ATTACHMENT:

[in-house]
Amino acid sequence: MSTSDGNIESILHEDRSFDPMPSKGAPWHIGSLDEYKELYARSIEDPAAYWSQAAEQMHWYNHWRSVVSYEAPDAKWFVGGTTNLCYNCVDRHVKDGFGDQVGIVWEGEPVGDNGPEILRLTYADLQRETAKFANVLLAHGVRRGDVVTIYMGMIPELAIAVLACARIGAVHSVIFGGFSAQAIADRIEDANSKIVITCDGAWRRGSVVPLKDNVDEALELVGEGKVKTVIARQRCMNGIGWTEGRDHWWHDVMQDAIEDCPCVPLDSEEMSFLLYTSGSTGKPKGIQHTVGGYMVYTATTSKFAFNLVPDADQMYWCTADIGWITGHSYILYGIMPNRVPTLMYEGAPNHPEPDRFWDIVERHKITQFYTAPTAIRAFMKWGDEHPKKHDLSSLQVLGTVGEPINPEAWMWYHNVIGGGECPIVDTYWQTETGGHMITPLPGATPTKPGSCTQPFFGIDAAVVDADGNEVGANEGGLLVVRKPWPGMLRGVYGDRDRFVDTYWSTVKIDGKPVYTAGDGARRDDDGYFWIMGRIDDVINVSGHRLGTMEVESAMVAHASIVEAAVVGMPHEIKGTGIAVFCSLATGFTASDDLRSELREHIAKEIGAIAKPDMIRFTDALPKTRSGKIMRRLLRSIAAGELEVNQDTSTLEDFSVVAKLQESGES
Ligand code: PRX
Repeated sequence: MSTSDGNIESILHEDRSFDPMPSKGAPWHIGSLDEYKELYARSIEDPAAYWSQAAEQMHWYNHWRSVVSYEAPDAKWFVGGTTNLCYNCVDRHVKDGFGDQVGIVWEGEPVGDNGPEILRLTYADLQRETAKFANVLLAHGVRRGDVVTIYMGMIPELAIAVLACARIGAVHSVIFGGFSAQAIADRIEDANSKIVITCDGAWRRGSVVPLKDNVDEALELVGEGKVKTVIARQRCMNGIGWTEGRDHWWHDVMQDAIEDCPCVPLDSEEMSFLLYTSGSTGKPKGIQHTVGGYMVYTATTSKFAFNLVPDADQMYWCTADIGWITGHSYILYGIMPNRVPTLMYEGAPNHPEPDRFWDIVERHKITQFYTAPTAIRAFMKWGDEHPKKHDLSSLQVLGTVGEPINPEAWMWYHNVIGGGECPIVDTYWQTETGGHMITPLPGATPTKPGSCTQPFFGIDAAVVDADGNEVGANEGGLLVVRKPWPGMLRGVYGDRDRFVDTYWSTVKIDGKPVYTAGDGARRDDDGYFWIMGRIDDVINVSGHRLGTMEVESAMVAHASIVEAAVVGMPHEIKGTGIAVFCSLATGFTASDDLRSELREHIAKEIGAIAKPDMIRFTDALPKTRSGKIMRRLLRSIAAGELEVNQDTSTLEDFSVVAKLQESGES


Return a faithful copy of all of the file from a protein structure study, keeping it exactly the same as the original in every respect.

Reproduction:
[in-house]
Amino acid sequence: MSTSDGNIESILHEDRSFDPMPSKGAPWHIGSLDEYKELYARSIEDPAAYWSQAAEQMHWYNHWRSVVSYEAPDAKWFVGGTTNLCYNCVDRHVKDGFGDQVGIVWEGEPVGDNGPEILRLTYADLQRETAKFANVLLAHGVRRGDVVTIYMGMIPELAIAVLACARIGAVHSVIFGGFSAQAIADRIEDANSKIVITCDGAWRRGSVVPLKDNVDEALELVGEGKVKTVIARQRCMNGIGWTEGRDHWWHDVMQDAIEDCPCVPLDSEEMSFLLYTSGSTGKPKGIQHTVGGYMVYTATTSKFAFNLVPDADQMYWCTADIGWITGHSYILYGIMPNRVPTLMYEGAPNHPEPDRFWDIVERHKITQFYTAPTAIRAFMKWGDEHPKKHDLSSLQVLGTVGEPINPEAWMWYHNVIGGGECPIVDTYWQTETGGHMITPLPGATPTKPGSCTQPFFGIDAAVVDADGNEVGANEGGLLVVRKPWPGMLRGVYGDRDRFVDTYWSTVKIDGKPVYTAGDGARRDDDGYFWIMGRIDDVINVSGHRLGTMEVESAMVAHASIVEAAVVGMPHEIKGTGIAVFCSLATGFTASDDLRSELREHIAKEIGAIAKPDMIRFTDALPKTRSGKIMRRLLRSIAAGELEVNQDTSTLEDFSVVAKLQESGES
Ligand code: PRX
Repeated sequence: MSTSDGNIESILHEDRSFDPMPSKGAPWHIGSLDEYKELYARSIEDPAAYWSQAAEQMHWYNHWRSVVSYEAPDAKWFVGGTTNLCYNCVDRHVKDGFGDQVGIVWEGEPVGDNGPEILRLTYADLQRETAKFANVLLAHGVRRGDVVTIYMGMIPELAIAVLACARIGAVHSVIFGGFSAQAIADRIEDANSKIVITCDGAWRRGSVVPLKDNVDEALELVGEGKVKTVIARQRCMNGIGWTEGRDHWWHDVMQDAIEDCPCVPLDSEEMSFLLYTSGSTGKPKGIQHTVGGYMVYTATTSKFAFNLVPDADQMYWCTADIGWITGHSYILYGIMPNRVPTLMYEGAPNHPEPDRFWDIVERHKITQFYTAPTAIRAFMKWGDEHPKKHDLSSLQVLGTVGEPINPEAWMWYHNVIGGGECPIVDTYWQTETGGHMITPLPGATPTKPGSCTQPFFGIDAAVVDADGNEVGANEGGLLVVRKPWPGMLRGVYGDRDRFVDTYWSTVKIDGKPVYTAGDGARRDDDGYFWIMGRIDDVINVSGHRLGTMEVESAMVAHASIVEAAVVGMPHEIKGTGIAVFCSLATGFTASDDLRSELREHIAKEIGAIAKPDMIRFTDALPKTRSGKIMRRLLRSIAAGELEVNQDTSTLEDFSVVAKLQESGES